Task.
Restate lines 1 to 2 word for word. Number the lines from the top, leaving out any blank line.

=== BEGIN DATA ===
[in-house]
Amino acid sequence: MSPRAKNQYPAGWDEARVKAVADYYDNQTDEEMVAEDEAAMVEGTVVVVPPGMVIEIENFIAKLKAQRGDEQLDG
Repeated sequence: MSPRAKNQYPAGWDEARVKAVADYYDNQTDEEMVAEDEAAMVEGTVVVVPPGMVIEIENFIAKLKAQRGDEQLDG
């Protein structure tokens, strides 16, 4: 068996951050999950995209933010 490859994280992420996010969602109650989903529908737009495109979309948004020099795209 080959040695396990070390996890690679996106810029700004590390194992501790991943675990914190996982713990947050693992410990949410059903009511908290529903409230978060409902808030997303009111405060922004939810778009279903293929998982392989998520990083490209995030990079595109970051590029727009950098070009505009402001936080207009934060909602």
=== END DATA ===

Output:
[in-house]
Amino acid sequence: MSPRAKNQYPAGWDEARVKAVADYYDNQTDEEMVAEDEAAMVEGTVVVVPPGMVIEIENFIAKLKAQRGDEQLDG